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Close-up: Michael Mihos

'Building doctor' specializes in restoring historic properties

With an impressive portfolio of restoration projects, general contractor Michael Mihos has earned his nickname, the “building doctor.”

He began working on restoring buildings in the Gaslamp Quarter back when the district was still an eyesore, and over the course of 30 years has worked on projects across San Diego County.

Born into a construction family in Orange County, with four brothers who were in the same line of work, Mihos grew up working summers in construction. He moved up from yardman to laborer and then became a journeyman carpenter, eventually getting his general contractor's license in 1982.

One of his restaurant clients was looking to expand down south and brought him to San Diego in the 1980s to work on a new eatery in the Gaslamp Quarter, the Golden Lion Tavern. This immediately led to other projects and kept him busy.

"With that in my portfolio, when rehab development just began to take off, I was in the right spot to take advantage of it,” Mihos said. “Now, I've done or been involved in about 45 restoration projects in the county."

Back then, aside from the The Old Spaghetti Factory, the area was mostly filled with empty buildings that had strip clubs and porn shops on the ground floors, which were the main money spinners with sailors for clientele, as Mihos remembers it.

“It was in a big dark cloud, as was all of downtown,” he recalled. “No one wanted to go downtown, it had been neglected for 40 years or so.”

Most buildings in the Gaslamp Quarter had basements and upper floors that had been empty for decades. When Mihos and others began working on restoring and redeveloping the area, progress was slow.

It kept contractors like him busy through the 1980s and early '90s, but it took a while before people starting going there for dining and entertainment. He remembered how most of the news stories in the media had negative connotations, leading to cautiousness from the public in frequenting the area.

Public perception took a while to change before downtown San Diego became a thriving hub for dining, entertainment and tourism.

"The Gaslamp just boomed during a 10-year period. It was fantastic," he said. During the peak years, his company did about $6 million in business a year and employed 60 people, although things have slowed down now.

The downtown projects led to other work, such as building custom houses for clients who wanted craftsman-style homes or homes modeled along the lines of period architecture.

Through three recessions, Mihos has worked on historic homes, restaurants, new construction, remodels and government projects — going where the work was during lean times, and picking and choosing his projects during the boom years.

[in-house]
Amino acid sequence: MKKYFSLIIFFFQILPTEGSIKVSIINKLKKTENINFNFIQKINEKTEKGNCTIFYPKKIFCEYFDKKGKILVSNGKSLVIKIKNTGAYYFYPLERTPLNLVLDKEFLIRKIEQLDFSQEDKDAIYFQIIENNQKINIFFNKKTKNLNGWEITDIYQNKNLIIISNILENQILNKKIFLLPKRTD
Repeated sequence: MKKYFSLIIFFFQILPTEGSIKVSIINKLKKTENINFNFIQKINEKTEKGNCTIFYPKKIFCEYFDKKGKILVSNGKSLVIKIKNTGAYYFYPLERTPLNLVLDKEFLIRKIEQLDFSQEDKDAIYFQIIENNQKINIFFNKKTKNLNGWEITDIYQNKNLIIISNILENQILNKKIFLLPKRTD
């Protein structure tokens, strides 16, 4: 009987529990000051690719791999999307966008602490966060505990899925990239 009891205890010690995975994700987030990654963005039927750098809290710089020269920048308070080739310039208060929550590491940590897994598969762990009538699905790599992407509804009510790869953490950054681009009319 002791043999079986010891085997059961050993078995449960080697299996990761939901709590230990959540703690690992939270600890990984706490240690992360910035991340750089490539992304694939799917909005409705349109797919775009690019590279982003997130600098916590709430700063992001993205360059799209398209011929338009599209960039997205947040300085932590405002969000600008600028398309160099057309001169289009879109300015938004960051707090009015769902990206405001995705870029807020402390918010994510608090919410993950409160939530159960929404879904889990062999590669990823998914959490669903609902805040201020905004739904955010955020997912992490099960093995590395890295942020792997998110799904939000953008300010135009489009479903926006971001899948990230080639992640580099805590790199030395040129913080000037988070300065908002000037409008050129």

"I've been so fortunate, I've done everything in my career and when it comes to restoration, I'm knowledgeable,” he said.

Among his notable historic projects include the Colonel Fletcher Building on Sixth Avenue and Broadway, now converted into 24 luxury condominium and office lofts, which he completed five years ago.

"I am in a different league, not like the big companies in government work,” he said. “I do $1 million to $4 million projects, that's my range. The highest has been the Fletcher building, which was $5 million."

One of the projects that stands out in his career is the Lawyers' Building on Fourth Avenue and E Street, which today looks completely different from its previous condition.

The Horton Grand Hotel is another favorite for Mihos, who worked on the exterior façade. Today's Horton Plaza stands where the Grand Horton and Saddlery Hotel used to be.

They were torn down, but all the intricate woodwork, cabinetry, antiques and even the bay windows were carefully dismantled and stored in a warehouse, and Mihos was asked to reinstall them in the rebuilt hotel.

He also worked on projects that came his way from unusual quarters, such as when Shea Homes asked him to restore a historic home in the middle of one of its new home subdivisions. He worked on the structure, which became the community center for the new development.

Recent projects include the Slater’s 50/50 - Burgers by Design restaurant, housed in a historic building in Liberty Station.

Mihos is consulting on several projects and working on property he owns in Barrio Logan, two side-by-side 7,000-square-foot lofts. But he's cautious about building them on spec in this market, and thinks that Barrio Logan is about 10 years away from active redevelopment, when people will begin buying there.

Compared to the two recessions before, Mihos said this cycle has been the worst, with money drying up in both private and government work.

"Barrio Logan, along with parts of East Village, will be the areas that take off when the economy bounces back. It's a different world from when I started."

-Nagappan is a San Diego-based freelance writer.

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